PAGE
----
I recently met Sarah online when she reached out to me asking to do a guest post on paper piecing. I tried paper piecing once at a Boston Modern Quilt Guild meeting, but promptly forgot how to do it. I haven’t done my own paper piecing project yet, but it’s definitely on my list!
Sarah has a sewing blog where she blogs about sewing projects and techniques. She also puts up videos demonstrating various presser feet, sewing tools and serger techniques.
Thanks Sarah for writing this paper piecing tutorial! Now I can refer to my own blog for instructions when I’m ready to start my first project!
INTRODUCTION TO PAPER PIECING: I’ve always admired quilters that made difficult shapes, like stars or lighthouses, look so effortless. Then, I learned paper piecing. It’s super fun and as simple as painting by numbers! There are thousands and thousands of free paper piecing patterns available. All those tiny scraps you’ve been stashing (never know when you’ll need a 1 inch scalene triangle) can finally be used. There are piecing patterns that literally use the tiniest of scraps, so when your partner gives you grief for keeping an itsy bitsy scrap, you have justification. Waste not!
This star pattern is great for easing in to paper piecing. Believe it or not, this took maybe 20 minutes. You can sew it into something as big as a full blow quilt or as simple as a pot holder. Either way, you’re going to love playing around with paper piecing!
Tip: If you’re having trouble following the directions below, check out our video instructions.
- Paper Piecing Pattern. There are TONS of free paper piecing patterns all over the internet. All you have to do is find one you like and print it from your computer. Can’t find the size you like? You can reduce an image on your computer or have an image enlarged at Kinko’s. Here are a few trusted sites: Forest Quilting, Piece By Numbers, Carol Doak.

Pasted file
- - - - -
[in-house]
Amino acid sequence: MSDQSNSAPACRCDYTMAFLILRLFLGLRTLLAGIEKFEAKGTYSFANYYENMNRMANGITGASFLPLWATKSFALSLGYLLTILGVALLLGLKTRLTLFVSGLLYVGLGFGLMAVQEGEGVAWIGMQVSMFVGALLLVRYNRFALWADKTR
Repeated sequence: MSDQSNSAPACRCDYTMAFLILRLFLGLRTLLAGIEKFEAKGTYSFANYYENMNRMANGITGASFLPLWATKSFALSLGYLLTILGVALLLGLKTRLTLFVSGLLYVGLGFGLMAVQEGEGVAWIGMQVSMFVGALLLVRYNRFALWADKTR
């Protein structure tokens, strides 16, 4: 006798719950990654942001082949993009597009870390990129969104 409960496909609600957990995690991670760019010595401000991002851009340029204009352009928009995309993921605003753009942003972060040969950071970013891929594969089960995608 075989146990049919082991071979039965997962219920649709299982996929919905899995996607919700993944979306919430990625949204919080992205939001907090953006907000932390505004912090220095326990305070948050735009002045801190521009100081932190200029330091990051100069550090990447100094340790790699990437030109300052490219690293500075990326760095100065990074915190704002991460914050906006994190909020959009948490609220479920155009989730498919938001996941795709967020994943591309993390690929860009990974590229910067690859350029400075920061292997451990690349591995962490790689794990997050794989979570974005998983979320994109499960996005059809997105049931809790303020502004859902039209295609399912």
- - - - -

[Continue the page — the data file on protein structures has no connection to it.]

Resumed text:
- Fabric Scraps. Most patterns will come with a list telling you how large each scrap needs to be.
- Universal Needle
- Scissors or rotary ruler and rotary mat
- Printer and Computer Paper
Step 1: If your pattern does not have 1/4 seam lines drawn in, go ahead and mark them yourself using your ruler.
Step 2: Mine has 3 separate pieces that will be sewn together to form a star, but the process is the same for each piece. First, let’s start with number 1. Place your first scrap fabric right side down on the table. Now, place your paper pattern on top of the fabric scrap, wrong sides together. The pattern diagram should be facing you.
Now that you have the pattern template laying on the first fabric piece, let’s go on to number 2. Once again, you want to make sure your fabric scrap is at least 1/4 larger (on all sides) than your template.
Place the new scrap fabric piece right sides together with your first fabric scrap. So, from top to bottom, you have your paper pattern facing you, then the wrong side of first fabric, and right side or second fabric scrap.
To ensure that your fabric scrap is lined up correctly, hold all three layers up to a light source. You will be able to see the shadow of the second fabric scrap. (The darkest shadow is the fabric for number 2)
Using a ruler, trim the fabric to a 1/4 inch.
I did some satin stitching around the edge of the star using a Stitch in the Ditch foot. Super easy! Just install your foot and set your stitch length to a short zig zag.